Research seminar series and conference in 2021/22
Michaelmas Term 2021:
- 14 October 2021: Rainer Thiel (Universität Jena, Germany), “Elementary philosophical teaching in late antique Alexandria”
- 21 October 2021: Matthias Haake (Universität Bonn, Germany), “All over the Ancient Mediterranean world? The social figure of the intellectual in the Greek and Roman worlds from the Archaic period to Late Antiquity. A comparative approach”
- 28 October 2021: Reviel Netz (Stanford University, US), “Otium and civil society”
- 11 November 2021: Katharina Volk (Columbia University, US), “Who is the wisest of them all? (Dis)claiming authority in Cicero’s Laelius de amicitia”
- 25 November 2021: Matthias Perkams (Universität Jena, Germany) “Sergius of Rēšʿaynā and the Mediterraneo-Mesopotamian intellectual networks around A.D. 500”
Epiphany Term 2022:
- 20 January 2022: Courtney Roby (Cornell University, US), “Hand over mind: technicals and intellectuals”
- 3 February 2022: Thomas Schmitz (Universität Bonn, Germany), “Lucian’s depiction of Greek intellectuals in the Roman Empire”
- 17 February 2022: Peter von Möllendorff (Universität Gießen, Germany), “Dialogues of Gods, and Beasts: Lucianic ways of portraying intellectuals”
- 3 March 2022: Carmen Cardelle de Hartmann (Universität Zürich, Switzerland), “Intellectual pursuits in Anglo-Saxon England: Aldhelm of Malmesbury’s antique learning”
Easter Term 2022:
- 28 April 2022: Dennis Pausch (Technische Universität Dresden, Germany), “Vir litteratus avant la lettre? The emperor Claudius’ intellectual interests as elite self-representation”
All guest lectures will take place online (via “Zoom”) from 17.00 until 18.30 h. Everyone is welcome to attend. Advance registration should be made via e-mail.
Specific approach and methodological considerations: This seminar series will be dealing with aspects such as the construction of authority, (self-)presentation, forms of knowledge, the social and ethical implications of learnedness, and the constitution of networks. The term “intellectual” is, of course, a modern one and does not really have a direct equivalent in Greek or Latin; the series will problematise the term and identify ancient concepts which are comparable. This is a topic to which specialists from different areas have something to contribute: philologists, historians, philosophers, archaeologists, art historians, theologians and even sociologists. The focus will not simply be on texts, although they will constitute the main focus. Special attention will be paid to literary genres such as historiography, biography, scientific and technical writing, and epistolography, but also to certain forms of poetry (e.g. Ausonius’ Professores).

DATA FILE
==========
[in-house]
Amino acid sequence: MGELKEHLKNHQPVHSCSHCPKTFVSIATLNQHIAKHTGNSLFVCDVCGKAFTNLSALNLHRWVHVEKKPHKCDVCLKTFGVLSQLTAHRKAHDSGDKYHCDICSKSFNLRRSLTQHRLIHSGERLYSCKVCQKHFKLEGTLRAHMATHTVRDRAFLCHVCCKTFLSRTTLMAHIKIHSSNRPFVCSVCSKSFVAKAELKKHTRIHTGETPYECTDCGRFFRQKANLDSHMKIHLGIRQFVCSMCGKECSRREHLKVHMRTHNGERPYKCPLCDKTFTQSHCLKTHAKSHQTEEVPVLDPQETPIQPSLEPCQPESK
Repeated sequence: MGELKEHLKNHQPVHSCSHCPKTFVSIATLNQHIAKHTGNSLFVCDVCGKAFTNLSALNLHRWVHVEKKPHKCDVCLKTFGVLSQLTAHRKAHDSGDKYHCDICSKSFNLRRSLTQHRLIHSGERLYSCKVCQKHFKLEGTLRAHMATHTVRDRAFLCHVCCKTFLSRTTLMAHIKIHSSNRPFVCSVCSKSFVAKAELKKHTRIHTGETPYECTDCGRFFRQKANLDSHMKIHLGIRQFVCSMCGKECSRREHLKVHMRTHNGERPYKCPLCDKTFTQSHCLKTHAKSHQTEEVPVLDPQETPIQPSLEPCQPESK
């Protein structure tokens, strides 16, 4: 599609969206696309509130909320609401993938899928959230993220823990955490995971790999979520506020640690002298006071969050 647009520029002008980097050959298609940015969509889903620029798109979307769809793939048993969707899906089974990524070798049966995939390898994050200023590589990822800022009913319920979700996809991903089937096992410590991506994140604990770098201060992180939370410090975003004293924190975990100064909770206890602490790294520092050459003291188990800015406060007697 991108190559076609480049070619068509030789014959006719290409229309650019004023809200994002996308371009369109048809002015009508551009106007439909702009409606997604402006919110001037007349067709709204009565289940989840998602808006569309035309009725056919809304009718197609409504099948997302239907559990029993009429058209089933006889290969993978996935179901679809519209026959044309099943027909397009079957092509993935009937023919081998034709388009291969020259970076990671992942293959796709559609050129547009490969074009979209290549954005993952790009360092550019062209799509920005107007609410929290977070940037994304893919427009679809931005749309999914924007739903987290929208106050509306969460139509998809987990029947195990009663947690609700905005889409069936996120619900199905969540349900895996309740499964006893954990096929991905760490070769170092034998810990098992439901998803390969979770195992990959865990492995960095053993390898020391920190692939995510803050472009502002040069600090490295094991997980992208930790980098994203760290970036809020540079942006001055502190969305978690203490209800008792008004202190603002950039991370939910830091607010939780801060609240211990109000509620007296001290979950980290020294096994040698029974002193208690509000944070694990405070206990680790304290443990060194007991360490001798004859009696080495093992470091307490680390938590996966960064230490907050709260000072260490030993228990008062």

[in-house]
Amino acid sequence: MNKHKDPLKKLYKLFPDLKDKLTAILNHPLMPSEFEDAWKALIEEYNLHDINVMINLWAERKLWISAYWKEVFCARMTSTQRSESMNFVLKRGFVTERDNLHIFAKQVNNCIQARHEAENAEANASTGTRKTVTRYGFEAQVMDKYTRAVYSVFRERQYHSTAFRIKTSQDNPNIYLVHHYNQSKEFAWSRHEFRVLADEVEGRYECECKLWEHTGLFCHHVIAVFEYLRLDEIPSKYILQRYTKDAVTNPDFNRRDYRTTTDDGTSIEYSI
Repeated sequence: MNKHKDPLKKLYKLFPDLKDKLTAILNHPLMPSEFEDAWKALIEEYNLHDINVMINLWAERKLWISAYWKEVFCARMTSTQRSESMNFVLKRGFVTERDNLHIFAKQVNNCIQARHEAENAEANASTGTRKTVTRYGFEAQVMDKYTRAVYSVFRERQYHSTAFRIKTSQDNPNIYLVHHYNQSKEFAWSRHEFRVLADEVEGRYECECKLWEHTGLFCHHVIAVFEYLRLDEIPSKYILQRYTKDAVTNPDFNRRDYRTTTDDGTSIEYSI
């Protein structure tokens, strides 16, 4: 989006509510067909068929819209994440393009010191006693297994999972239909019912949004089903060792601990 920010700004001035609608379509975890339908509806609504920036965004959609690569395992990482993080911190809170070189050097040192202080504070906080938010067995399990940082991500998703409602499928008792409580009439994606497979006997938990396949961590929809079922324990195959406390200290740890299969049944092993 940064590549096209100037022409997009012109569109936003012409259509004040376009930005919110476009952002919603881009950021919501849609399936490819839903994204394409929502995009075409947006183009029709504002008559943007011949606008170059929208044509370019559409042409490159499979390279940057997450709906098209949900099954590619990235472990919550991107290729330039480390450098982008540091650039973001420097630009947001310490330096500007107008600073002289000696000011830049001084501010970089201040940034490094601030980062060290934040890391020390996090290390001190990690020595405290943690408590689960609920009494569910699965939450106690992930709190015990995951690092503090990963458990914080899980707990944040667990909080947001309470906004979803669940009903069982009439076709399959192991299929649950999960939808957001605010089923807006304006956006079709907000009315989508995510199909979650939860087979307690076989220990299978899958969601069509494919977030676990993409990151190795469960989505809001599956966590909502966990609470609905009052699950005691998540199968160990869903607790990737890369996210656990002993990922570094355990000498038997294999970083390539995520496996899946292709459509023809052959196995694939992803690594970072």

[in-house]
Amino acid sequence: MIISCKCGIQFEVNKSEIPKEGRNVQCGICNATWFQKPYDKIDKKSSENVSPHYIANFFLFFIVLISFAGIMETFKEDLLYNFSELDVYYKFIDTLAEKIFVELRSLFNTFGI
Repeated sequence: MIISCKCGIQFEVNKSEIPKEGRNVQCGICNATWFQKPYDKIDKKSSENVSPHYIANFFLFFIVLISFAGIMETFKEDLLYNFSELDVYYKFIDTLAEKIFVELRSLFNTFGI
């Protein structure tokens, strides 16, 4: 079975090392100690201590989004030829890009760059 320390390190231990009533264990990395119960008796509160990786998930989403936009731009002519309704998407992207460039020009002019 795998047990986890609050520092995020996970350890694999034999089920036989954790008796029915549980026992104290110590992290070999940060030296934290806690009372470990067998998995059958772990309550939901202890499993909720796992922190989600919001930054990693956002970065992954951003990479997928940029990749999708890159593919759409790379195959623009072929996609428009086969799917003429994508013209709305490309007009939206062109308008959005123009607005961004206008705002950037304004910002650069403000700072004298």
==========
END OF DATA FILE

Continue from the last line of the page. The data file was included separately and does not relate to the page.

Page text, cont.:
More specifically, the following questions will be addressed: What constitutes an “intellectual” in antiquity? To what extent can ancient intellectuals be understood as public figures? How much of their knowledge do they share with others and for what purposes? How much do they directly or indirectly contribute to the functioning of society? Were some of them classified as ‘champions’, ‘pioneers’, ‘heroes’, ‘legends’ or ‘dissidents’? What about criticism and mockery of intellectuals, especially in genres such as comedy, satire and epigram (e.g. Socrates in Aristophanes’ Clouds)? In what way is their status mirrored by linguistic and stylistic characteristics (e.g. the use of languages for special purposes) and rhetorical elements? How are patronage and the existence of schools of thought related to intellectual figures, and how much scholarly independence can ancient thinkers claim for themselves? What about the geographical dimension, i.e. the occurrence of intellectuals in certain spaces or regions? What kind of impact did ancient figures of intellectuals have on later periods?
The concluding conference, for which there will be more than a dozen additional speakers, will take place from Thursday 16 until Saturday 18 June 2022. Whether this event will be conducted online or face-to-face (i.e. on the Durham campus) will depend on the further development of the pandemic. To add a new facet to the way in which we conduct our annual research themes, it is also planned to schedule a one-day workshop for our undergraduate, M.A. and PhD students.